Born 1926, Oslo, Norway; with Ole-Johan Dahl, the developer of the programming language SIMULA, which introduced the basic concept of "classes" into the field.
Education: MS, 1956.
Professional Experience: Norwegian Defense Research Establishment: staff member, 1948-1960, head, operation research groups, 1957-1960; Norwegian Computing Center: staff member, 1960-1975, director of research, 1962-1975; professor, Aarhus University, 1975-1976; professor, University of Oslo, 1976-present.
Nygaard became director of research at the Norwegian Computing Center in 1962 with the responsibility of building up the center as a research institute, and later added the responsibilities for work in operations research and the development of SIMULA I and SIMULA 67. After working on SIMULA 67, he did research for the Norwegian trade unions on planning, control, and data processing, all evaluated in the light of the objectives of organized labor. Other research and development work included the social impact of computer technology, the general system description language DELTA, and the programming language BETA. His work at Aarhus and Oslo included research and education on systems development and the social impact of computer technology. He is a member of the research committee of the Norwegian Federation of Trade Unions and has cooperated with trade unions in several countries. [From Nygaard and Dahl 1981.]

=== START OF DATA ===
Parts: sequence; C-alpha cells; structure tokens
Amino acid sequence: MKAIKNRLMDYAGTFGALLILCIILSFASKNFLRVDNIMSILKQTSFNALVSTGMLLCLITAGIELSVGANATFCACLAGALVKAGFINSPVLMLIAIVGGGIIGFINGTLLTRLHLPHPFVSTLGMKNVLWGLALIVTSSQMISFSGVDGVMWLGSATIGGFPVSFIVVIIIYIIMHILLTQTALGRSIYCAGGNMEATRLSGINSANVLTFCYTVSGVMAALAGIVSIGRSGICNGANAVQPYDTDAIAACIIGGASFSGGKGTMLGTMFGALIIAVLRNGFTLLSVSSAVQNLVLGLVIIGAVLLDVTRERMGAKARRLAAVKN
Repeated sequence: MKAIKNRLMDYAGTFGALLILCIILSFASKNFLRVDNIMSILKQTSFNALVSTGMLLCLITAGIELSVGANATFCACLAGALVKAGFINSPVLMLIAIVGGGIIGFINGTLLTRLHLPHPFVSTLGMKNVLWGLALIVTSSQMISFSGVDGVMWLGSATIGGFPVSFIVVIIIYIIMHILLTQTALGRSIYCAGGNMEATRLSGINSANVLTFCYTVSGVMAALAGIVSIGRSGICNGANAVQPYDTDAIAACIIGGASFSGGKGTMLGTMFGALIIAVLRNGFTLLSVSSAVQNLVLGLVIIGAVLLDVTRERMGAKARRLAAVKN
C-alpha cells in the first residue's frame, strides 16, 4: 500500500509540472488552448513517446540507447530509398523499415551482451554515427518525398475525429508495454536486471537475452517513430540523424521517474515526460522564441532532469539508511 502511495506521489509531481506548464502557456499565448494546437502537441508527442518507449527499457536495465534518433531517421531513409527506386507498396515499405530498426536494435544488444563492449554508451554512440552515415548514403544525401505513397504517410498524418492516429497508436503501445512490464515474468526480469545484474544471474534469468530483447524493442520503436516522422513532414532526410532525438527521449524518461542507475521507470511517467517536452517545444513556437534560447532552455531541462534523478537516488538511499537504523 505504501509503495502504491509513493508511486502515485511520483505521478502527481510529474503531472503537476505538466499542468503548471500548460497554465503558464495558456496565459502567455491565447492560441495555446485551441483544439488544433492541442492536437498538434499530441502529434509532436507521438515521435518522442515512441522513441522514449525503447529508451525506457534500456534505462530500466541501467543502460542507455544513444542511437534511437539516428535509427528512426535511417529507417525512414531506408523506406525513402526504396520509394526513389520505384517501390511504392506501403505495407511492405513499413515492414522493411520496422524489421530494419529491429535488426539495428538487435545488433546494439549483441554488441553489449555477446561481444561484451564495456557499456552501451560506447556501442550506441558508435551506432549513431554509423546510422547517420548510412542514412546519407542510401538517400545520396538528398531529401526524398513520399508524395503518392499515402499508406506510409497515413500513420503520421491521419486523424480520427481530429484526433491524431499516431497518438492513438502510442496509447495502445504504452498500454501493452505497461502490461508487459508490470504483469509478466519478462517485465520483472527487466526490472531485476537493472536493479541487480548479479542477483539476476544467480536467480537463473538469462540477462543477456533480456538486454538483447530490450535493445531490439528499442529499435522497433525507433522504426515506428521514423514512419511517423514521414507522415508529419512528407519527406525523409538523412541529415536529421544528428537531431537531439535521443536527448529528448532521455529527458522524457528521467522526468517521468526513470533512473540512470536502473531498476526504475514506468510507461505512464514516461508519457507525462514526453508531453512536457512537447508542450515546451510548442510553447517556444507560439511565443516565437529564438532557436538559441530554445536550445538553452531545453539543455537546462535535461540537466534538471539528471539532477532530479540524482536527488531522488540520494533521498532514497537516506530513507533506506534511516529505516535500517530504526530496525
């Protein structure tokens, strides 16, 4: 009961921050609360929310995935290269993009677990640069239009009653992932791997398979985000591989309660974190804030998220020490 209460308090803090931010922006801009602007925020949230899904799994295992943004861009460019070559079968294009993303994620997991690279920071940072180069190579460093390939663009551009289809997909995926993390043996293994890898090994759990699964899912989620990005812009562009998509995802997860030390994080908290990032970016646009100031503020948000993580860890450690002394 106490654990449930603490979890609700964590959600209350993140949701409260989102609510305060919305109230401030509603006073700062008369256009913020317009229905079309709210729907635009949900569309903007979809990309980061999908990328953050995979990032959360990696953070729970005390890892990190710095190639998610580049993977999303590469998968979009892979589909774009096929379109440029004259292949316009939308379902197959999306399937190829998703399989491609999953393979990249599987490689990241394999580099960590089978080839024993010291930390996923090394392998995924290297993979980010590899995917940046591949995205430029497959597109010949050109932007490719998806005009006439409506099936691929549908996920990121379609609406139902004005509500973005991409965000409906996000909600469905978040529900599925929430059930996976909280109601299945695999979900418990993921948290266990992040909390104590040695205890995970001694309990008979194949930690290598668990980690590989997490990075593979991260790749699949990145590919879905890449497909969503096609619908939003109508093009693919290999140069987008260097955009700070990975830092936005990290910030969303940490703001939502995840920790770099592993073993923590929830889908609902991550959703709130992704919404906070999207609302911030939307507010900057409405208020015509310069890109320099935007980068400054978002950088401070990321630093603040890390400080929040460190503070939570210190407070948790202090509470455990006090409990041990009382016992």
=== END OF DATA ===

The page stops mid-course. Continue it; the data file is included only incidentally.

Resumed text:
"We often quoted the story about the two businessmen debating whether to locate an important software project in the US or in Europe, the question being settled by the remark 'We have to locate the project in Europe since in the US it is not possible to put together a sufficiently small team."' (Nygaard and Dahl 1981)
Nygaard, Kristen, and Ole-Johan Dahl, "The Development of the SIMULA Languages," in Wexelblat, Richard L., ed., History of programming Languages, Academic Press, New York, 1981.
Dahl, 0., and K. Nygaard, "SIMULA--An Algol Based Simulation Language," Comm. ACM, Vol. 9, No. 9, Sept. 1966, pp. 671-682.
Kirsten Nygaard won the Turing Award in 2001. (MRW, 2013)
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